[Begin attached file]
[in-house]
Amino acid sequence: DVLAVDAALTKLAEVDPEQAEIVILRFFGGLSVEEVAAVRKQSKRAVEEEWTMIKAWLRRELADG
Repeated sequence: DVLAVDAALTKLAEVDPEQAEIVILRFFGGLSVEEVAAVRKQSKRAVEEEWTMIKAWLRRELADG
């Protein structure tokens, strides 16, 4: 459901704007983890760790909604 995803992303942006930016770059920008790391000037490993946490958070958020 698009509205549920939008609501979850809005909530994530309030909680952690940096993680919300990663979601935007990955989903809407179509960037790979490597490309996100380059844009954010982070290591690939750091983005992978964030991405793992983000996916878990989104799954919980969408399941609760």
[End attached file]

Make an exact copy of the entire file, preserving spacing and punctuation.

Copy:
[in-house]
Amino acid sequence: DVLAVDAALTKLAEVDPEQAEIVILRFFGGLSVEEVAAVRKQSKRAVEEEWTMIKAWLRRELADG
Repeated sequence: DVLAVDAALTKLAEVDPEQAEIVILRFFGGLSVEEVAAVRKQSKRAVEEEWTMIKAWLRRELADG
């Protein structure tokens, strides 16, 4: 459901704007983890760790909604 995803992303942006930016770059920008790391000037490993946490958070958020 698009509205549920939008609501979850809005909530994530309030909680952690940096993680919300990663979601935007990955989903809407179509960037790979490597490309996100380059844009954010982070290591690939750091983005992978964030991405793992983000996916878990989104799954919980969408399941609760």